Mercury's surface in "enhanced color," a color scheme created to emphasize color differences. This is not what Mercury would look like to the human eye, but by applying mathematical analysis to images, color differences can be accentuated beyond those visible to a person.
Mount Rushmore National Memorial under construction.
The workers had to endure conditions that varied from blazing hot to bitterly cold and windy. Each day they climbed 700 stairs to the top of the mountain to punch-in on the time clock. Then 3/8 inch thick steel cables lowered them over the front of the 500-foot face of the mountain in a "bosun chair." Despite the dangers, no one was killed during the project.
Otters in Glacier Bay National Park and Preserve, Alaska.
The sea otter population of Glacier Bay has increased dramatically in the past 20 years. Ecologists consider sea otters a keystone species here. Otters consume vast quantities of clams, urchins, crabs, and other invertebrates and their presence creates ripples through the ecosystem. NPS photo.
Every day someone like you becomes a wildland wildfire fighter, a teacher, a trail-builder, a museum curator, or a park ranger. Discover your opportunities in national parks. Come to play. Come to learn. Come to serve. Develop your environmental leadership skills. Find a job. Be the next generation to preserve and protect these great places.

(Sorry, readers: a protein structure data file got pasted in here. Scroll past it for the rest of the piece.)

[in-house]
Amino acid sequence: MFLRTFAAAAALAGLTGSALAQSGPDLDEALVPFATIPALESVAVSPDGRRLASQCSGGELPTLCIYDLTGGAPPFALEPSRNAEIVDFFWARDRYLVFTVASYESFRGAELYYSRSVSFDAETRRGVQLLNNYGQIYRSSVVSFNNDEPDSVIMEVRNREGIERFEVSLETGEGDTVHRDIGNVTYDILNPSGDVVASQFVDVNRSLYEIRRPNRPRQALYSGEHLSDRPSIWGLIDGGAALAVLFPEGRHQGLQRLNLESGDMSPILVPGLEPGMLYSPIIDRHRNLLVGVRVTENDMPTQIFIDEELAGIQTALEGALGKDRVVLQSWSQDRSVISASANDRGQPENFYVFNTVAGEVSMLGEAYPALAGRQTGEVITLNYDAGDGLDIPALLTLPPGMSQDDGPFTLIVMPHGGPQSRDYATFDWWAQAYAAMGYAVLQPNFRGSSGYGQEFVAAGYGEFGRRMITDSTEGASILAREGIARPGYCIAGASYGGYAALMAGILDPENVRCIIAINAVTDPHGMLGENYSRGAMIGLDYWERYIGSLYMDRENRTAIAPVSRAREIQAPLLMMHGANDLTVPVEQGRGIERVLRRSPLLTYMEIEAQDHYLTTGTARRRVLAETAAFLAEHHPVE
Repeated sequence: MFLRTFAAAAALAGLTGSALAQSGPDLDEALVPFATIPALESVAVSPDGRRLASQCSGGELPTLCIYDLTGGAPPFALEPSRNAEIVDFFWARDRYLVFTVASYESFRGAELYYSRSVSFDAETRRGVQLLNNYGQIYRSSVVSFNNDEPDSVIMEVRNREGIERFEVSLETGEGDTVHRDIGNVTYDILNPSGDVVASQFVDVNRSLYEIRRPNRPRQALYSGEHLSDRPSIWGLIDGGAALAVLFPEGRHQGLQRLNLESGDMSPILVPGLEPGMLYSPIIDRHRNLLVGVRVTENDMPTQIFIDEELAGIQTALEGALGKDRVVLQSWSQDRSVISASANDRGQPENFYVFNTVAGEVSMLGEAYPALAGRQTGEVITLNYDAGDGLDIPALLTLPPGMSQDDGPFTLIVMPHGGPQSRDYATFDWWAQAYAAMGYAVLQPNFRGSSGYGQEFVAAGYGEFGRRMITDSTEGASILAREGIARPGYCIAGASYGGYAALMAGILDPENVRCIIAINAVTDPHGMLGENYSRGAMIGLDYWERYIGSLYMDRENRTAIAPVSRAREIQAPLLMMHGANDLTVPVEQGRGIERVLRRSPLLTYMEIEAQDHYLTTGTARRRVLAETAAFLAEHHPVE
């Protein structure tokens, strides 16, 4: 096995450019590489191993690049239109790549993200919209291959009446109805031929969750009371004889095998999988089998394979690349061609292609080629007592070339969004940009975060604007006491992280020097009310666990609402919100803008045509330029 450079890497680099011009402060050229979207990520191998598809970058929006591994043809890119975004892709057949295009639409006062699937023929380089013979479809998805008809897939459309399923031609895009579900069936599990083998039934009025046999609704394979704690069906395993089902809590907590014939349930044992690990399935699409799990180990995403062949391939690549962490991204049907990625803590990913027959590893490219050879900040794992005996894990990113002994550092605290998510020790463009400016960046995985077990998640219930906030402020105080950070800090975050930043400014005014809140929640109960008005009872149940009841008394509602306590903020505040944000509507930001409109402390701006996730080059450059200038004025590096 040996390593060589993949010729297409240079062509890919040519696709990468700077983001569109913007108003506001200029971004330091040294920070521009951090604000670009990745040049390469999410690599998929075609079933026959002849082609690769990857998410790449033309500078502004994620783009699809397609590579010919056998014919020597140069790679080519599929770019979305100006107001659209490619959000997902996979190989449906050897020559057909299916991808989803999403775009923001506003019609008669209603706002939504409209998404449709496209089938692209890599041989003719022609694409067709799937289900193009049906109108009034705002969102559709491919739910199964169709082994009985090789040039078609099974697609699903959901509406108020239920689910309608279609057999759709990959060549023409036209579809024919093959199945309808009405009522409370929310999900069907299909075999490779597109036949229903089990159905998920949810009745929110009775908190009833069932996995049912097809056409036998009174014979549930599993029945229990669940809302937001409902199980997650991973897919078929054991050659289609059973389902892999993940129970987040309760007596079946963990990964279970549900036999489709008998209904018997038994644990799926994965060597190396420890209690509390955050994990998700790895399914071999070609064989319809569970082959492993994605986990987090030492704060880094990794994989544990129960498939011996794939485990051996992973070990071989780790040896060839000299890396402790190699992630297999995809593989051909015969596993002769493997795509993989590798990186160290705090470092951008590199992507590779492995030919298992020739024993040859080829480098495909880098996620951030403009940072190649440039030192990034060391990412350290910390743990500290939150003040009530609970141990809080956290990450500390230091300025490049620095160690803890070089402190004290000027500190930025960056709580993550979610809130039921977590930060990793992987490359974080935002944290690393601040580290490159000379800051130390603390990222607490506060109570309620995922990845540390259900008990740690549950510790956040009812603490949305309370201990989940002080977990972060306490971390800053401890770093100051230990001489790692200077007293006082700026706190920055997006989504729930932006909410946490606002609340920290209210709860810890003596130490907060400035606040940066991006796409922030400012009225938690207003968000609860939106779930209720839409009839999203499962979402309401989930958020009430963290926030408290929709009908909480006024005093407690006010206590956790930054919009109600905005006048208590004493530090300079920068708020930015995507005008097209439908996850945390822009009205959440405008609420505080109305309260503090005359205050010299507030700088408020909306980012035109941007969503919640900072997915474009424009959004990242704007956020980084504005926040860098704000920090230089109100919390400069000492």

With more than 80% of Americans living in urban areas, urban parks are more important than ever. The father of American landscape architecture, Frederick Law Olmsted, said of urban parks:
It is one great purpose of the Park to supply to the hundreds of thousands of tired workers, who have no opportunity to spend their summers in the country, a specimen of God's handiwork that shall be to them, inexpensively, what a month or two in the White Mountains or the Adirondacks is, at great cost, to those in easier circumstances.
WASHINGTON, D.C.—Secretary of the Interior Ken Salazar today signed a Secretarial order establishing a new water sustainability strategy for the United States. Salazar showcased the Department of the Interior's WaterSMART Initiative at a press conference featuring a geospatial presentation on water supply and demand in the high-tech operations center at the Department's headquarters.The “SMART” in WaterSMART stands for “Sustain and Manage America's Resources for Tomorrow.”
“The federal government's existing water policies and programs simply aren't built for 21st century pressures on water supplies,” Salazar said. “Population growth. Climate change. Rising energy demands. Environmental needs. Aging infrastructure. Risks to drinking water supplies. Those are just some of the challenges.”
He noted that the 2011 budget proposed by President Obama for the Department of the Interior doubles the current enacted 2010 appropriations for water programs to move the initiative forward. It includes $72.9 million for the WaterSMART program, which is a total increase of $36.4 million over 2010.